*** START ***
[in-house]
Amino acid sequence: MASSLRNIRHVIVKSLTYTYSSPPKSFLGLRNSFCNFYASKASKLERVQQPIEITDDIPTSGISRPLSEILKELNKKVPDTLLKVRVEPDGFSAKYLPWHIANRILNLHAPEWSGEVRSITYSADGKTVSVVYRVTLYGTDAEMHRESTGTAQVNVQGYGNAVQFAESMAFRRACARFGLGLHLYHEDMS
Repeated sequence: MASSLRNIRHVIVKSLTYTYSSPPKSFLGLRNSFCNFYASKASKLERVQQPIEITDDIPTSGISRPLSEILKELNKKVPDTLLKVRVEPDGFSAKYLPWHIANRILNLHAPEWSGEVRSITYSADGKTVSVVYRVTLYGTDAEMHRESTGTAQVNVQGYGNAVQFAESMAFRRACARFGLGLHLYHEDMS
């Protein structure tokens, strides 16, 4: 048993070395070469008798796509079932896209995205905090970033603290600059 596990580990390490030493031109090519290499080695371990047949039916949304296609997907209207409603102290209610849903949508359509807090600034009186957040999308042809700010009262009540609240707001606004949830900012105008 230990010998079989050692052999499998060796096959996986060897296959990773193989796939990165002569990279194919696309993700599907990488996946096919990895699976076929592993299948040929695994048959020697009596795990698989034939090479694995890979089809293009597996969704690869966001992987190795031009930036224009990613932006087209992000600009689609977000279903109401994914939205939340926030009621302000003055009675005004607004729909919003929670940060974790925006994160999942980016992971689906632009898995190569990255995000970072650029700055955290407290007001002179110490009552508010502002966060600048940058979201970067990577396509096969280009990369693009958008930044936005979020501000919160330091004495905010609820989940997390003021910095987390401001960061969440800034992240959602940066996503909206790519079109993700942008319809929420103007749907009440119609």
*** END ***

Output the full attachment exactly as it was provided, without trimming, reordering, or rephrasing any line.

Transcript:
[in-house]
Amino acid sequence: MASSLRNIRHVIVKSLTYTYSSPPKSFLGLRNSFCNFYASKASKLERVQQPIEITDDIPTSGISRPLSEILKELNKKVPDTLLKVRVEPDGFSAKYLPWHIANRILNLHAPEWSGEVRSITYSADGKTVSVVYRVTLYGTDAEMHRESTGTAQVNVQGYGNAVQFAESMAFRRACARFGLGLHLYHEDMS
Repeated sequence: MASSLRNIRHVIVKSLTYTYSSPPKSFLGLRNSFCNFYASKASKLERVQQPIEITDDIPTSGISRPLSEILKELNKKVPDTLLKVRVEPDGFSAKYLPWHIANRILNLHAPEWSGEVRSITYSADGKTVSVVYRVTLYGTDAEMHRESTGTAQVNVQGYGNAVQFAESMAFRRACARFGLGLHLYHEDMS
């Protein structure tokens, strides 16, 4: 048993070395070469008798796509079932896209995205905090970033603290600059 596990580990390490030493031109090519290499080695371990047949039916949304296609997907209207409603102290209610849903949508359509807090600034009186957040999308042809700010009262009540609240707001606004949830900012105008 230990010998079989050692052999499998060796096959996986060897296959990773193989796939990165002569990279194919696309993700599907990488996946096919990895699976076929592993299948040929695994048959020697009596795990698989034939090479694995890979089809293009597996969704690869966001992987190795031009930036224009990613932006087209992000600009689609977000279903109401994914939205939340926030009621302000003055009675005004607004729909919003929670940060974790925006994160999942980016992971689906632009898995190569990255995000970072650029700055955290407290007001002179110490009552508010502002966060600048940058979201970067990577396509096969280009990369693009958008930044936005979020501000919160330091004495905010609820989940997390003021910095987390401001960061969440800034992240959602940066996503909206790519079109993700942008319809929420103007749907009440119609």